I would be surprised sometimes with the kinds of questions he would think to ask me. Once, while in sixth form (last two years of secondary school in the British education system), he told me that human beings, if they trained their minds enough, had the power and ability to literally move objects without physically touching them! This is termed telekinesis. 

I went and told my physics teacher in school about this, who looked at me as if I was crazy, to which I replied that my grandfather had told me (as if he was supposed to know my nanajan as well as me) and he still looked at me as if I was crazy; I just wished he knew how intelligent and wise and noble a man was saying this. 

I recently came across Hazrat Khalifatul Masih IVrh talking about this subject also (www.alislam.org/askislam/question/531/) which reminded me of this time where my nanajan possibly created that initial spark of curiosity within me for science. 

Another surprising time was when I was in university studying physics and he would ask me such high degree-level questions that a normal person usually wouldn’t know anything about. Every time I spoke to him, I could tell that he had a great thirst for knowledge and he inspired me to want to learn more and expand my own levels of knowledge.

He greatly valued knowledge and respected the pursuit of education, so much so that he even ensured his daughters were taught well and went to school and university and had an equal level of opportunities to education as his son did. He loved and cared for his children equally without any discrimination.

He was a loving and caring husband and I never saw or heard him be rude or speak harshly or loudly to his wife nor ever admonished her. He always listened to nanijan with great respect and patience and tried to fulfil all her wishes as best he could (though she too never asked anything unreasonable of him). 

I remember that he never fussed over what kind of food he wanted to eat or what kind of clothes he wanted to wear. Whatever he received, he accepted lovingly. He dressed simply but he liked to dress well, in clean and well-cared-for clothes and my husband told me that he always used to advise missionaries that would visit him to not wear old, dirty and ripped clothes, but they should dress smartly and take pride in how they present themselves to the world as representatives of the Promised Messiahas.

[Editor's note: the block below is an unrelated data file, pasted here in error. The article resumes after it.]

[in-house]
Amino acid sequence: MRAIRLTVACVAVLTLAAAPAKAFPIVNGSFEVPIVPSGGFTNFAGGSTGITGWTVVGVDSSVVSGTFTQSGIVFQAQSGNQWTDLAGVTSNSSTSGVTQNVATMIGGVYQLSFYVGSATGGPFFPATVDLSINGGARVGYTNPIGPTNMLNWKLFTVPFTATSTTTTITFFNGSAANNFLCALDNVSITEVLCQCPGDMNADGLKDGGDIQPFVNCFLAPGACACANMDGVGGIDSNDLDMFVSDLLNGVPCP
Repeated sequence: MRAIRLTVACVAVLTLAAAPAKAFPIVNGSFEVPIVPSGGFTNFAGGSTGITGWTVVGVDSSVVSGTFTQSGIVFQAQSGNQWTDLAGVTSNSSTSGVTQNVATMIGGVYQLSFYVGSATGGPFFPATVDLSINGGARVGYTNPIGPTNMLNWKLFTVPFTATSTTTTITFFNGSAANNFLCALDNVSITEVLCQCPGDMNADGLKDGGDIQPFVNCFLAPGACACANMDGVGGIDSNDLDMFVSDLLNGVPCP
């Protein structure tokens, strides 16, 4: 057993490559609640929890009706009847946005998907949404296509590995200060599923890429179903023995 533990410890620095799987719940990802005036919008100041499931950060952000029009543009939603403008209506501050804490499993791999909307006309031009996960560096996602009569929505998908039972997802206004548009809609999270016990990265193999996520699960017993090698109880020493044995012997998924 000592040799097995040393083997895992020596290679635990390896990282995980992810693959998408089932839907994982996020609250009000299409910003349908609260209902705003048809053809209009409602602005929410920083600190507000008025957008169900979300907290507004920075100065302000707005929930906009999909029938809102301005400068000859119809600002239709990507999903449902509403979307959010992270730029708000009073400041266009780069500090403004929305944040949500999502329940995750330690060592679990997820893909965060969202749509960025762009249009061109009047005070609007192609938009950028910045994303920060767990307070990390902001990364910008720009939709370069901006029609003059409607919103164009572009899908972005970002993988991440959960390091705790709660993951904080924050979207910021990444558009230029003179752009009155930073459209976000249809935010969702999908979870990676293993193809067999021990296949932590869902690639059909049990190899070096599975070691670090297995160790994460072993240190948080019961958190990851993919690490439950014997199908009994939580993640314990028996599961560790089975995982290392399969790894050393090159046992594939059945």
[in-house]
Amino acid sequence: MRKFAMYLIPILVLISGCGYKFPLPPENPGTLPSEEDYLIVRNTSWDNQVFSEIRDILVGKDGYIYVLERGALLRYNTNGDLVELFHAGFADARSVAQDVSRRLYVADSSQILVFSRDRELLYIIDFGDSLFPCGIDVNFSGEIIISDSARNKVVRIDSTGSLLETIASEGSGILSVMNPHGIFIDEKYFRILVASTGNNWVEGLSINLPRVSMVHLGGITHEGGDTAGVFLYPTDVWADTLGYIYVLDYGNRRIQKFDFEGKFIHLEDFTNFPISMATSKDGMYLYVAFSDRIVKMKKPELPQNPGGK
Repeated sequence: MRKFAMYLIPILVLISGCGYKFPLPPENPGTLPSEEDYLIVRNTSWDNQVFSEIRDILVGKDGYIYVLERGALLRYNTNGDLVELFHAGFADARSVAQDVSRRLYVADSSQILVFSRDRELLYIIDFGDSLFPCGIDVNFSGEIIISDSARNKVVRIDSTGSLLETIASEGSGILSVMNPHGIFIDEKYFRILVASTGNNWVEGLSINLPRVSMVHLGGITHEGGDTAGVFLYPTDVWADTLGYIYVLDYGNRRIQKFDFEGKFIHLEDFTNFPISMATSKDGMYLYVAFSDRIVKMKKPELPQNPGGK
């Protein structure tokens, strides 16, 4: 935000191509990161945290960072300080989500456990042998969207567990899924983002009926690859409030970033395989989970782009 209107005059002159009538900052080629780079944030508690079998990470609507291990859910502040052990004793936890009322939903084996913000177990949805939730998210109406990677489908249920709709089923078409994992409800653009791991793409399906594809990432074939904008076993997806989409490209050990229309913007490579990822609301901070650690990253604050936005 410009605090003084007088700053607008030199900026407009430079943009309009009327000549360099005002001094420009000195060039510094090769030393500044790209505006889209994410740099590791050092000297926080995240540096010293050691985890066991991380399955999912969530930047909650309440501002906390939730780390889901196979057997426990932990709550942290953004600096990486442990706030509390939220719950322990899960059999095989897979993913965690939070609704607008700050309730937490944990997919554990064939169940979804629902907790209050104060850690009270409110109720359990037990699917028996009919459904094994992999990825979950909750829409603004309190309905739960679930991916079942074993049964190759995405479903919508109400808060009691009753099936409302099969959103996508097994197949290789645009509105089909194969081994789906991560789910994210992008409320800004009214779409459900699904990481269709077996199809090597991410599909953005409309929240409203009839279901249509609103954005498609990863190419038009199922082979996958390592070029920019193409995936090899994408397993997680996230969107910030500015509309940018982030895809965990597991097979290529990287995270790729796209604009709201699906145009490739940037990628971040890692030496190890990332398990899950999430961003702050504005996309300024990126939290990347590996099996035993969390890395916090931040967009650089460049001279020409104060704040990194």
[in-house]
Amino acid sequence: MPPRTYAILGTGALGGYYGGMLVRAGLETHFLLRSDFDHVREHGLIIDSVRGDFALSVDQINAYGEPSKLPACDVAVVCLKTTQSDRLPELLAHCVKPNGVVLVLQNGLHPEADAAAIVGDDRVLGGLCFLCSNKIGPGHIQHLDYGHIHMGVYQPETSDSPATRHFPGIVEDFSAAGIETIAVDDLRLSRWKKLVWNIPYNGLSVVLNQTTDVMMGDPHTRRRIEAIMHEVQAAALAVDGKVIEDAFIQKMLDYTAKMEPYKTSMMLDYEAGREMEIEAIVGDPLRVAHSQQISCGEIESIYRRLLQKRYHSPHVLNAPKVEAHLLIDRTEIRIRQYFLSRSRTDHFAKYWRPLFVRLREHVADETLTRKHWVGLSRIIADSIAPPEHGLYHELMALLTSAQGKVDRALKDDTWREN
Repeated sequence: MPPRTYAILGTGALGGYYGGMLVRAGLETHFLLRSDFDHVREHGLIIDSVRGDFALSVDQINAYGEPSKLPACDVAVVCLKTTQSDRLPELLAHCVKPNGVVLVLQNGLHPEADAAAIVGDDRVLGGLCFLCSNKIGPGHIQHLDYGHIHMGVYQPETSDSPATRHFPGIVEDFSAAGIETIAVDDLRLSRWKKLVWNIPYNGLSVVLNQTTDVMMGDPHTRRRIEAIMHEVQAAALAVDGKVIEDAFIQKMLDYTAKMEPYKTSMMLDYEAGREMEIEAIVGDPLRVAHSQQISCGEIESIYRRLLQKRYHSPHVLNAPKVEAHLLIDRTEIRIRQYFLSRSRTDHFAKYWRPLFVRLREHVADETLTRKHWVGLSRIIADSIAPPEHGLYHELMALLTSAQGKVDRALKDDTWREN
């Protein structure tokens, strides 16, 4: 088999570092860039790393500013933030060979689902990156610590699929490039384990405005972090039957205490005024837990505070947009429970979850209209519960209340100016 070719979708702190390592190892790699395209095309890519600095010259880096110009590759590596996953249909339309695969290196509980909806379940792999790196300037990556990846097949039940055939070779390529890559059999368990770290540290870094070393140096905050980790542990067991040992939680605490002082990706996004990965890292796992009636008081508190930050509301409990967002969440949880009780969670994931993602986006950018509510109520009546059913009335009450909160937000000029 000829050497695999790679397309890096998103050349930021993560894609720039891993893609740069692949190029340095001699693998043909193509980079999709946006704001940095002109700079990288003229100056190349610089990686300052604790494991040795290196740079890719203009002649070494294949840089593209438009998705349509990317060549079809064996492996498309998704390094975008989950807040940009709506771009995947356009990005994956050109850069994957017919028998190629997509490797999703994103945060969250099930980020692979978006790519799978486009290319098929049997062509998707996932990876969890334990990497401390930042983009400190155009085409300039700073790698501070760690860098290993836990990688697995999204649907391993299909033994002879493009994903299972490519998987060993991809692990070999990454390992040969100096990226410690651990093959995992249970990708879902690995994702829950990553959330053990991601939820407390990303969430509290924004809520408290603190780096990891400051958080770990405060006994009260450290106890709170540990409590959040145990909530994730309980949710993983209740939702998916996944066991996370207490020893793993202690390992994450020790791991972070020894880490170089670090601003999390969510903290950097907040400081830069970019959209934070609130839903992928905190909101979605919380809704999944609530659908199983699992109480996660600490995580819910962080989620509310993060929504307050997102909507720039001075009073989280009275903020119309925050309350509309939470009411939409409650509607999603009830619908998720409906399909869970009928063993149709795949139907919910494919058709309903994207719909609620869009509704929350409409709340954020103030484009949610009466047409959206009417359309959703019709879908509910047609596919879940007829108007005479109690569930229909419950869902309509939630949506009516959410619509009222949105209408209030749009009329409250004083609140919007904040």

I always saw both my grandparents as the embodiment of the verses of the Quran that says to “remember Allah while standing, sitting and lying on their sides” (Ch.3: V.192) and learnt from him how to spend the whole day in worship. Aside from seeing both my grandparents perform their five daily prayers and nawafil diligently, read the Quran with great care and reflection, see their lips moving as they sat quietly reciting tasbih and various prayers and zikr-e-Ilahi, their service to mankind and the Jamaat was also a great form of worship.

Nanajan was honest and straightforward whenever he spoke and everything he did, he did with great honesty and integrity. He never feared any opposition the Jamaat faced and wished to stay in Rabwah forever. He was ready to face anything the opponents would bring, with cheerfulness. About a month ago, I asked him how conditions were in Pakistan after Huzooraa had mentioned in a sermon that opposition was intensifying again. He replied in a calm way, saying that things were bad, but from his unspoken words, I could sense that he wasn’t scared and would stand to defend the Jamaat no matter what they did.

Nanajan also showed great love and sympathy to animals. When I was a child, I remember them bringing rabbits into their home for us to play with but they took responsibility for all of the cleaning and feeding. In more recent times, they had cats in their house. Now they only have one but in their previous home there were 2 cats that would come to them and my mum told me my grandparents named them after me and one of my other cousins out of love. Seeing pictures of their cat today, I can see how well cared and loved it must have been.  

I grew up seeing nanajan with great adoration and both my grandparents as role models as the way they talked and walked on this Earth was inspiring. The results of making God their closest Friend made me want the same. He lived his life for God and the Jamaat and as a result, saw endless blessings. 

Nanajan advised his children, who in turn advised us, to always seek guidance from Huzooraa through mulaqats or writing letters as this blessed the task as well as us as recipients of the Khalifa’s prayers.